Once again, Marvel seems to have achieved the impossible with Infinity War. They took a giant purple CGI alien who longs to wipe out half of the population of the universe and somehow made him an utterly fascinating adversary. Thanos unites the most sinister of intentions with the most poignantly developed character arc of any MCU villain—maybe of any Marvel character period.
How did they do it? How did Marvel shift from delivering predictably shallow bad guys to provoking true empathy for their most murderous master villain?
When I left the theater that Friday night, one phrase resounded in my mind: “Love your enemies.” Jesus issued the challenge in the Sermon on the Mount. He noted that it’s easy to love those you perceive to be good; it’s much more difficult, and therefore all the more important, to love those you perceive as the opposition.
Which brings me back to the conversation I had with my friend before Infinity War started. Where do I go when I want to empathize with the other side, with someone that I perhaps even see as “the enemy”? How do we find a way to cross the chasm and fight for empathy toward one another? Here’s what we can learn from the MCU.
Character is best understood in the context of relationship.
Weak villains rarely have deep relationships. They may have fearful sidekicks they intimidate into obedience or hordes of faceless drones that serve as fodder in a climactic third-act battle, but we never see them on-screen loving and being loved.
However, like the Vulture and Killmonger, much of the story showcases Thanos in a parent-child relationship. Though this relationship is clearly strained, it is remarkably tender in moments as well. Josh Brolin’s motion-capture performance dazzles us with a full range of complex emotions.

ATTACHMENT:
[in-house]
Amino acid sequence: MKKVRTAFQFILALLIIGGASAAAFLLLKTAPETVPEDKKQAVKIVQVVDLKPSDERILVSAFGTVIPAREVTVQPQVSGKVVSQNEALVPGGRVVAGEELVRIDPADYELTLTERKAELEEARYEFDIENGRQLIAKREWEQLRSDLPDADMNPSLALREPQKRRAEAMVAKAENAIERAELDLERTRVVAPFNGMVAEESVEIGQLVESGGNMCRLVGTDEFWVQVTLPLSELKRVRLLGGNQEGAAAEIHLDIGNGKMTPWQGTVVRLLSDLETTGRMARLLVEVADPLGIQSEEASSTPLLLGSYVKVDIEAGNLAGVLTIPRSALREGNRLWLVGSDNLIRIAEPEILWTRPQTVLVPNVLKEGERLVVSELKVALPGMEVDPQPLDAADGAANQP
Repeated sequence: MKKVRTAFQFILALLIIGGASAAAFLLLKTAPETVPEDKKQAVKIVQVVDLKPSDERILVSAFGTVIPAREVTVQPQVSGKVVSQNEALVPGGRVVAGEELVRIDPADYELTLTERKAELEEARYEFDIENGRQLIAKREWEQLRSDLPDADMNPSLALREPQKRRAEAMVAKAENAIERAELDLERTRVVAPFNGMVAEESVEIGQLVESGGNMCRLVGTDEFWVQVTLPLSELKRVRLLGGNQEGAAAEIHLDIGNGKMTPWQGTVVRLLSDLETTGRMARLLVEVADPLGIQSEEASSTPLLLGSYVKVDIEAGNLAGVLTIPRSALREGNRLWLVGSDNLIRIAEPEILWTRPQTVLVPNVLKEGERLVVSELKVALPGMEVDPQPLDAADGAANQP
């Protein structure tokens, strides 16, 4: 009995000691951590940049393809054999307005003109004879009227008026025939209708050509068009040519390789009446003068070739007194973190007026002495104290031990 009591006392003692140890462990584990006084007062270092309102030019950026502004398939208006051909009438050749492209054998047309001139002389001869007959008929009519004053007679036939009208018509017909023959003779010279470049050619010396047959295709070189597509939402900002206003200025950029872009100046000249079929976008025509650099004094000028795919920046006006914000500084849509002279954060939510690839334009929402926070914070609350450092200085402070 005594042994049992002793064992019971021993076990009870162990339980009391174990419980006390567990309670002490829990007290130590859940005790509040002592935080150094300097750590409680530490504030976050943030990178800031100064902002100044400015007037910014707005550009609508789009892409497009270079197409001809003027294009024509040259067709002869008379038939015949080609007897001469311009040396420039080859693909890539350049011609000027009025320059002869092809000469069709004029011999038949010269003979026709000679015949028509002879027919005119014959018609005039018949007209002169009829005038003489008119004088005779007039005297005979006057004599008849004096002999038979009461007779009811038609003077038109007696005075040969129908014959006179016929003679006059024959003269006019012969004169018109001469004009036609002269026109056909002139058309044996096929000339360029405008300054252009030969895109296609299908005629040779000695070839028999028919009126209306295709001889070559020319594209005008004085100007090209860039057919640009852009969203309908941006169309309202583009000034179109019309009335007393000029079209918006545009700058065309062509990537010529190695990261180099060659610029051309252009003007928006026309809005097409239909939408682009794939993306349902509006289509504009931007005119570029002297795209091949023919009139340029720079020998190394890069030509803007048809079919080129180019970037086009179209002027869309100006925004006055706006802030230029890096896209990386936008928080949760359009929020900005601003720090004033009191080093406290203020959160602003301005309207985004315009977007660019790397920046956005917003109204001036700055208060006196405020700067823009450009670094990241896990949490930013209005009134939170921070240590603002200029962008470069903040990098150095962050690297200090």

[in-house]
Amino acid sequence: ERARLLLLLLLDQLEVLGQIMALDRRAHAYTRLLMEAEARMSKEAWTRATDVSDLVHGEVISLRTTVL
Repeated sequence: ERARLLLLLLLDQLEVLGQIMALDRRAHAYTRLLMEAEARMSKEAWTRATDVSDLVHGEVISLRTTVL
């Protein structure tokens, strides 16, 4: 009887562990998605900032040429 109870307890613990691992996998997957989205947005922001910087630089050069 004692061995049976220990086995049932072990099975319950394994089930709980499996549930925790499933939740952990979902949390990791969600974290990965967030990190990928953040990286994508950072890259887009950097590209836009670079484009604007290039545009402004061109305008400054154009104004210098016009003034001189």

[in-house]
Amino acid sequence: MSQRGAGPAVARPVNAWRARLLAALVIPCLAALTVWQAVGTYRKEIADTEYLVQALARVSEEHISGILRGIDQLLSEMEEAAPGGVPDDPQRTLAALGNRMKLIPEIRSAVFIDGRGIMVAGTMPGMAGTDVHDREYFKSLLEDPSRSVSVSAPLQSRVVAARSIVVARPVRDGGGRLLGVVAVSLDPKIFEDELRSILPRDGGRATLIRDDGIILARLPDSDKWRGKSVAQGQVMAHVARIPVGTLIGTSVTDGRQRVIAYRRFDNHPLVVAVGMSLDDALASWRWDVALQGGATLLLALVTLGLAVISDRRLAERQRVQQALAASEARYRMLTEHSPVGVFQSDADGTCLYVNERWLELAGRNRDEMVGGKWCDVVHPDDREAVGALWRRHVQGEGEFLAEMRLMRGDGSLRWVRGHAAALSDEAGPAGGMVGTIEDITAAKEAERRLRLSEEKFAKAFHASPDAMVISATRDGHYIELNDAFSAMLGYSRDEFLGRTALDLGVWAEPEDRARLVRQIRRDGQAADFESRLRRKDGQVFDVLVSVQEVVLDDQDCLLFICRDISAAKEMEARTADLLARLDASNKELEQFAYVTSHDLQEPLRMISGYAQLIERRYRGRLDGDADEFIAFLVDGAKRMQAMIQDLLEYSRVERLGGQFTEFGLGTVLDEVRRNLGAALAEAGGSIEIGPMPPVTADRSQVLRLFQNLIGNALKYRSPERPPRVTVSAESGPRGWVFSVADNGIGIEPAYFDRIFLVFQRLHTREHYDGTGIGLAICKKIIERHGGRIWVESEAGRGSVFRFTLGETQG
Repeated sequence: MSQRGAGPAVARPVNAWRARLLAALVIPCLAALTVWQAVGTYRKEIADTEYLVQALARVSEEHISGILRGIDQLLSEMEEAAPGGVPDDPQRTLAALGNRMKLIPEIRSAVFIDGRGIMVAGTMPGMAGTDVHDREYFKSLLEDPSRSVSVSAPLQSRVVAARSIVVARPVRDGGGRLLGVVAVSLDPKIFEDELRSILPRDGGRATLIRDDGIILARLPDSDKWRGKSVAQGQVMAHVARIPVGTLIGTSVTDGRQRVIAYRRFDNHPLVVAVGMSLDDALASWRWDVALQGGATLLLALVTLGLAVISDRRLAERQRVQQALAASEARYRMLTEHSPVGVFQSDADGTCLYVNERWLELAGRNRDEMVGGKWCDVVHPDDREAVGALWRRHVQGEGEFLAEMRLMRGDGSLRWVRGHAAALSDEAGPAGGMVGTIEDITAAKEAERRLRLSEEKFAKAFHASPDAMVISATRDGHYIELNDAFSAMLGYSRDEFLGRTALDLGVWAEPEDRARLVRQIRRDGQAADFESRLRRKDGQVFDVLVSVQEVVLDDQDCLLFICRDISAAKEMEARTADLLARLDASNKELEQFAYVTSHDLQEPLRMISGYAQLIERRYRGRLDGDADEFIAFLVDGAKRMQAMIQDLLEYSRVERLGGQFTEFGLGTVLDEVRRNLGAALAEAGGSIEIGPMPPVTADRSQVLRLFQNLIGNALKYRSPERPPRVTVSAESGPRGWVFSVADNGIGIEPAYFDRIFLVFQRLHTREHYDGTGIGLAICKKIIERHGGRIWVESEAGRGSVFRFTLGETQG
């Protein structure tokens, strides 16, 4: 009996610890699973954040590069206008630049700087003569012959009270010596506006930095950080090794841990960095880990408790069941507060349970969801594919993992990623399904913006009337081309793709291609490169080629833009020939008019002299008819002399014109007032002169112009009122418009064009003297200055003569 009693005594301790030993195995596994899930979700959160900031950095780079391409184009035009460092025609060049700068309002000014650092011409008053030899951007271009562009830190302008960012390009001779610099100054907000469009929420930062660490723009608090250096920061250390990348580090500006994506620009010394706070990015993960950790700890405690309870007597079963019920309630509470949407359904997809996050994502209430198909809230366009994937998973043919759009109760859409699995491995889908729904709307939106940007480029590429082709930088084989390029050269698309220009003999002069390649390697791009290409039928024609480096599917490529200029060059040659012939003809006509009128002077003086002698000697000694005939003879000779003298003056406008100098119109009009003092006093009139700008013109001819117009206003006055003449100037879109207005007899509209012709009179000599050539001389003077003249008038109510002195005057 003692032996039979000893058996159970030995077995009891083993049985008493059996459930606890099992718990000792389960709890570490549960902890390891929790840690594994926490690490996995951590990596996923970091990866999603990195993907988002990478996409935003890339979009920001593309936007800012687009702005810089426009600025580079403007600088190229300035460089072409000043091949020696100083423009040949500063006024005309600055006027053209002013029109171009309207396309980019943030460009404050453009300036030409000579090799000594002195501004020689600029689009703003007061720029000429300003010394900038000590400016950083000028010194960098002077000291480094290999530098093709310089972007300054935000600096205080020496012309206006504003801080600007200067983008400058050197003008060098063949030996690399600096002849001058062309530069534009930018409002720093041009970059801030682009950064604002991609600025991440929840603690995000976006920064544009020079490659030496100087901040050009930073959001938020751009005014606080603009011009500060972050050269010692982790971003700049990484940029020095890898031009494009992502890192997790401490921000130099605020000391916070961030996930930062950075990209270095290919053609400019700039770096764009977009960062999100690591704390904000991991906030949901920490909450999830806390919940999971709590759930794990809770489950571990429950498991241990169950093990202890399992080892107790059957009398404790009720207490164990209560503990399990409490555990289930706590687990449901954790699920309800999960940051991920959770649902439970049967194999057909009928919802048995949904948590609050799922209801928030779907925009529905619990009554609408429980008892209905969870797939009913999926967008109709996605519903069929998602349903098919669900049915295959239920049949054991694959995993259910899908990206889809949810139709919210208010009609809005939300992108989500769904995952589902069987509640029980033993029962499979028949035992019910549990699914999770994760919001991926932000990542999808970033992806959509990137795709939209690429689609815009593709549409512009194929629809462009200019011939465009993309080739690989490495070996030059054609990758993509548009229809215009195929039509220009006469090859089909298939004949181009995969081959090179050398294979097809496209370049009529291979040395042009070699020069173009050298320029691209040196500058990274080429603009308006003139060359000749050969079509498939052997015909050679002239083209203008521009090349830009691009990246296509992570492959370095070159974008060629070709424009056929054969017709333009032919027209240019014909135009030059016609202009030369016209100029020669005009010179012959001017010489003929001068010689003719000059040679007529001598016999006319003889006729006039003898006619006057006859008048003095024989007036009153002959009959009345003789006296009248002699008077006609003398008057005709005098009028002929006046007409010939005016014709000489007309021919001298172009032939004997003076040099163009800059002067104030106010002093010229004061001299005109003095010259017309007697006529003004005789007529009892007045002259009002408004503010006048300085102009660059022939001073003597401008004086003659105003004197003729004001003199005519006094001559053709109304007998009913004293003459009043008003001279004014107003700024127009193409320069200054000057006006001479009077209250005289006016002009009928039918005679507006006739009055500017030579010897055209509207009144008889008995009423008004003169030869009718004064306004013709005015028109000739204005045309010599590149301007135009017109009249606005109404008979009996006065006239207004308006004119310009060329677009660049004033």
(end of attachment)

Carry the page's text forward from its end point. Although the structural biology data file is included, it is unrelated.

One way to overcome our shallow villainizing of “the other side” is to follow Marvel’s lead and invest relational time and energy into those we dislike or disagree with. People are more than what they post on Twitter. They are more than their voting record. When we see our “enemy” taking care of their kids, loving their roommates, and honoring their employer, the scales may fall from our eyes and we can begin to imagine the bridge across that which divides us.
It is the means, not the ends, with which we disagree.
Weak villains have goals that are themselves problematic: chaos, power, money, vengeance. The Vulture wants to provide for his family. Killmonger wants justice in a world of historical and present oppression. Thanos wants balance and flourishing in a universe with limited resources. What makes them enemies in need of heroic intervention is not what they want; it is how they go about getting it.
In our divided world, the cheapest way to marginalize “the other” is to caricature their desires as opposed to criticizing their methods. It is easier to sell the idea that those with whom you disagree are merely after power, status, money, or some other disreputable end. Subtle dehumanization may score us points with our tribe but it will not bring reconciliation.
The truth is that we all want life to be protected; we simply disagree on the means for how to do it. We all want people to have enough resources to flourish; we just think differently on how best to accomplish this goal. If we are willing to acknowledge the unpopular reality that we are all looking toward the same horizon, we will discover that the chasm between us is not really so wide after all. Perhaps we will even find a way to get there together.
With Infinity War, Marvel has appeased many of those who have criticized their previously one-dimensional villains. They have proven that, although they love their heroes, they can also love their villains.